ROCKWELL: No, that’s right. And they especially have an effect on people who have sort of a weak personality and are troubled people to begin with. So to put them on these drugs is — yes, and, of course, we know the side effects include murder and suicide.
CASEY: And especially on younger people whose brains are still being formed, actually.
ROCKWELL: That’s right. And the male brain isn’t fully formed until about the age of 35 and the female brain is about 28. So when you’re in high school, your brain is still very much in formation, or in college.
CASEY: But it’s odd these things aren’t mentioned at all.
ROCKWELL: No, it’s suppressed, of course. The media — I remember when Yuri Maltsev came to the United States from the Soviet Union and he said, to him, the startling thing was that in the Soviet Union, of course, the media lied, everything was a lie, but he said nobody believed it. He said he was startled —
— to find out in the U.S. that everybody believed the lies from the media.
ROCKWELL: And so —
CASEY: That’s absolutely correct.
CASEY: And I thought it was also — even the last, like, well-publicized murder that’s taken place is with that famous U.S. sniper. The guy that killed him was apparently on psychiatric drugs, too.
ROCKWELL: That’s right. And a fellow veteran, trained to kill by the government, of course.
CASEY: Yes. Yes, exactly right.
ROCKWELL: So all these guys.
CASEY: So I don’t know. I don’t know what the answer — I don’t know what the answer is, Lew. I mean, the world just seems to be going in the wrong direction. And I hate to say something like that. I hate to even feel that way. I’d prefer to be optimistic and look forward to things getting better every day but the evidence doesn’t point that way. I mean, even advances in technology and computers and robots and things of that nature seem to be co-opted by the state more and more.
ROCKWELL: You know the whole Chris Kyle incident, that sniper, who, of course, was very proud of killing — as he put in his autobiography — I think it was 162 people from, of course, thousands of yards, exploding their heads with a bullet. But he was only sorry that he couldn’t kill more of these savages. These evil savages — that was what he called them.
ROCKWELL: And, of course, these are people —
CASEY: Yes. Yes.
ROCKWELL: — who don’t want their country occupied by a bunch of armed foreigners, which, of course, the —
ROCKWELL: — America wouldn’t want either. But there was just a — some kind of a service held for Kyle and a tribute to him in Texas. 70,000 people in a football stadium went to —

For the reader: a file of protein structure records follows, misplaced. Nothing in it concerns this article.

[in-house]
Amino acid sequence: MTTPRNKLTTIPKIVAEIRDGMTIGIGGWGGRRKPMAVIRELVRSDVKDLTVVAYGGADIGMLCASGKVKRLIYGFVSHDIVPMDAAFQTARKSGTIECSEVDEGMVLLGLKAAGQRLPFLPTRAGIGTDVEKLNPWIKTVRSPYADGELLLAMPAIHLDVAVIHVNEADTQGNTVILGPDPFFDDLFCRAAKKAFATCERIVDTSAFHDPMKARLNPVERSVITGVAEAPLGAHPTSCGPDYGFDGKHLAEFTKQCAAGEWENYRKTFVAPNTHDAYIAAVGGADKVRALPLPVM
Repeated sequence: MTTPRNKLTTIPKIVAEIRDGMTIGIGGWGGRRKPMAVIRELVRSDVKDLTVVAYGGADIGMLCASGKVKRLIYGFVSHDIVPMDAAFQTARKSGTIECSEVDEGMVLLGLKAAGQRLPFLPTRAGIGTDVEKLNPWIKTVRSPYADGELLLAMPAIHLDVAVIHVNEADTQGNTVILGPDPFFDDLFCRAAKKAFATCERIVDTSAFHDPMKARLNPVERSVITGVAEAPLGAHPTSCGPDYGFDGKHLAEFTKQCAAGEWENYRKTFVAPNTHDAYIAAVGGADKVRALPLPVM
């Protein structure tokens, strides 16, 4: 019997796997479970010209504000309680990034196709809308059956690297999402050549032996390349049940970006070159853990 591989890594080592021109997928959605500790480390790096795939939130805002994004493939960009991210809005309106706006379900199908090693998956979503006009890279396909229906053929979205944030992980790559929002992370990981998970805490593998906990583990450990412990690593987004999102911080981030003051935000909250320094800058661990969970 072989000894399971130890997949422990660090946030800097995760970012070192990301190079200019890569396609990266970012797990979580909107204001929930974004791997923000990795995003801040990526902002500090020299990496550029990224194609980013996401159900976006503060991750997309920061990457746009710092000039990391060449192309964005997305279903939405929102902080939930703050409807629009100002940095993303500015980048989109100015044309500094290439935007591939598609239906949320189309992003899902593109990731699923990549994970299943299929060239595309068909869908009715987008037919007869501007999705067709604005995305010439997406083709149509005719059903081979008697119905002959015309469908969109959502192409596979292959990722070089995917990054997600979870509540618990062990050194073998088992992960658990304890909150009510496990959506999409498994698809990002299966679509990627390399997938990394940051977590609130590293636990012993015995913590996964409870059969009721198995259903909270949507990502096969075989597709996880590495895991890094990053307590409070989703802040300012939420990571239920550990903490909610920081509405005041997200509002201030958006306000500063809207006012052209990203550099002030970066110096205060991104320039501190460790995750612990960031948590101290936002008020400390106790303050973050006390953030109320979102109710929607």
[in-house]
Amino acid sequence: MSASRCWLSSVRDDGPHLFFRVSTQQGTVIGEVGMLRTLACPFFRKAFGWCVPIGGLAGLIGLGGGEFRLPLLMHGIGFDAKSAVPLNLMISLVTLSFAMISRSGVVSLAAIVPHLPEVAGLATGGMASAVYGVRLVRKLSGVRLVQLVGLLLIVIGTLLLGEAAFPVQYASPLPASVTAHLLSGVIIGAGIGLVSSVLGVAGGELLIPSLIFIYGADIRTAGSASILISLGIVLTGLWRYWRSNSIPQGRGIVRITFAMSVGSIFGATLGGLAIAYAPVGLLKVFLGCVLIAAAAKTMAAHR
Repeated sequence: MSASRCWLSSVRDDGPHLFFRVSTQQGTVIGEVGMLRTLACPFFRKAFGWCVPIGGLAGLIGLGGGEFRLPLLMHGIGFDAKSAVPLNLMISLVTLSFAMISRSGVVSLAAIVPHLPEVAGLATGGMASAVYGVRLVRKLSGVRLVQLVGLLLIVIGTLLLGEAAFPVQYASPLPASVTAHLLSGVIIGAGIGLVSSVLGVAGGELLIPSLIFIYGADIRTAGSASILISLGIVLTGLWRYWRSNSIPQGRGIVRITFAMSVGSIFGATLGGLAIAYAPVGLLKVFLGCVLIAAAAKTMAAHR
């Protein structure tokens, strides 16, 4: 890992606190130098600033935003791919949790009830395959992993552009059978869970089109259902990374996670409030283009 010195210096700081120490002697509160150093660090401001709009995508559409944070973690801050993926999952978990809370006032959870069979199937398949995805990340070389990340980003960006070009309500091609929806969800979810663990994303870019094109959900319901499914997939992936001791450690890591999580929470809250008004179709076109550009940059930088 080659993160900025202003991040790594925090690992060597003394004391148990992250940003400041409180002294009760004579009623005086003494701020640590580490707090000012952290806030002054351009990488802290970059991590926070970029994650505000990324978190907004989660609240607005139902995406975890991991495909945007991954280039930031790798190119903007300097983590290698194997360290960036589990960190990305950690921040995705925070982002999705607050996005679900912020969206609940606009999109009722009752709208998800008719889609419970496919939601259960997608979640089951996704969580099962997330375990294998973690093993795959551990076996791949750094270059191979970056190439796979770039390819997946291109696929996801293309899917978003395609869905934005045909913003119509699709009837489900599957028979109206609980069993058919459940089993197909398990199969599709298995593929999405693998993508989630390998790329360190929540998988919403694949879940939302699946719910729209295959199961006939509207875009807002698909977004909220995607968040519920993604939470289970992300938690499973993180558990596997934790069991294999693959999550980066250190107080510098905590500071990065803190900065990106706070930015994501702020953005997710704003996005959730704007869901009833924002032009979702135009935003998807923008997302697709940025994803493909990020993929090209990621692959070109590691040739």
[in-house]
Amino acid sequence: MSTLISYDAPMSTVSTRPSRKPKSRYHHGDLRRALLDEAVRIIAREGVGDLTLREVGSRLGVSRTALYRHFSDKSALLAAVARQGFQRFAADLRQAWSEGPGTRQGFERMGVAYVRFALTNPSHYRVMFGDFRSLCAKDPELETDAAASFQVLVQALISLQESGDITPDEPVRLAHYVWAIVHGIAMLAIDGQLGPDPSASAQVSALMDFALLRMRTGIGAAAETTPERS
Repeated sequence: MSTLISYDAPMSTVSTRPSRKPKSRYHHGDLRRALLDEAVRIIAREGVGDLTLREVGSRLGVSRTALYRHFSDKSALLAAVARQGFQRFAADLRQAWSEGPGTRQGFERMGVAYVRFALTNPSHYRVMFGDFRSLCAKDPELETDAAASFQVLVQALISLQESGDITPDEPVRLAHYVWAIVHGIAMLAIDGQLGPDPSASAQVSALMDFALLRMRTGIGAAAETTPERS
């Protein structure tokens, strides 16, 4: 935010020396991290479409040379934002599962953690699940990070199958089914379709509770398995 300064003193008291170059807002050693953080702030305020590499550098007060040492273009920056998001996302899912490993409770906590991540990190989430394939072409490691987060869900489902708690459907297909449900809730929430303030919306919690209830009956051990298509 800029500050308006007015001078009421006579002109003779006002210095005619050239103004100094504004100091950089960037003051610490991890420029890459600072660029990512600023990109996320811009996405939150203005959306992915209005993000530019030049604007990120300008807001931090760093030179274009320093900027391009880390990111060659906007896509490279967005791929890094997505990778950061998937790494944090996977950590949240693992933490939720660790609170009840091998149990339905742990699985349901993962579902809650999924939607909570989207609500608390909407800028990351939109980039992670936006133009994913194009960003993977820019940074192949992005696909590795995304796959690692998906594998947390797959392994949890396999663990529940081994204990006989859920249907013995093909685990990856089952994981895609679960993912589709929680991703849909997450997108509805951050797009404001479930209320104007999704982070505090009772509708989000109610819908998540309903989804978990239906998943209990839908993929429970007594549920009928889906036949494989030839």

CASEY: Oh, I had no idea.
ROCKWELL: — went to honor him.
CASEY: Is that right?
ROCKWELL: Yeah. So, quite alarming.
CASEY: That is most disturbing.
Apparently, I got a lot of hate mail. I wrote a conversation with Louis James about that last week and my office didn’t send me any of the hate mail. Maybe they —
For whatever reasons, they didn’t. But they said I got quite a bit of it for debunking a real American hero. And I think he was just a psychopath, a guy with an extra “Y” chromosome, who was completely thoughtless, but happened to be technically very good at killing people.
ROCKWELL: No, and, I mean, Ron Paul got in trouble for saying, “He who lives by the sword, dies by the sword.” So somebody blogged about that and said, “Ron Paul Quotes Jesus, Conservatives Upset” — (laughing).
That really is perverse because it’s the conservatives who tend to be the most religious out there.
ROCKWELL: That’s right.
CASEY: You’d think that they would approve Jesus being quoted and give it at least a thought.
ROCKWELL: Yeah, they all belong to the war religion. It’s Mars, I guess —
CASEY: Yeah, they do.
ROCKWELL: — or some other war god that they actually worship.
CASEY: Yeah, that’s right.
Anyway, Lew, I’ve got to say that these things, except when I read about them on the Internet, are pretty far from my mind down here in South America. Because the nice thing about these governments down here is they’re mainly interested in doing what people in most third-world governments are interested in, which is just lining their pockets and stealing. And, I mean, that’s a relatively harmless activity. You know, they leave you alone. They leave you alone as long you’re, you know, just a wealthy tourist who can pick up and leave if he doesn’t like it anymore. So I find it much more pleasant, much more pleasant being down here than I do in the U.S.
And even when I fly around the rest of the world, I don’t have to go through the degrading charade that I have to when I’m in the U.S. And when I go through Customs and Immigration in other countries in the world, they don’t ask you any questions about anything. They just stamp your passport and let you in. I mean, it’s very disturbing what’s going on in the Anglo-Saxon world in all kinds of ways.
ROCKWELL: Well, no question about that, Doug. And I can’t thank you enough for sharing your wisdom with us today. And it’s great always to hear from you and hear what you have to say. For so long, you’ve been so right. And I hope you’re — (laughing) — I hope you’re wrong in some of your predictions.
CASEY: I do, too. Listen, like anybody else, Lew, I really prefer good times to bad times. They’re just more pleasant. But, you know, things are cyclical. So cyclically, we’re going into some tough times, so.
ROCKWELL: Well, Doug, thanks for all you’ve done over the years to help people prepare themselves financially, and also to be dedicated to freedom and the free society, free market, free economy.
CASEY: Let me return that compliment to you. And I’ll just conclude saying something that you’re well aware of: If we don’t hang together, we’ll surely hang separately.
ROCKWELL: Doug Casey, thank you.
CASEY: Thank you, Lew.
Well, thanks so much for listening to the Lew Rockwell Show today. Take a look at all the podcasts. There have been hundreds of them. There’s a link on the upper right-hand corner of the LRC front page. Thank you.
Podcast date, February 13, 2013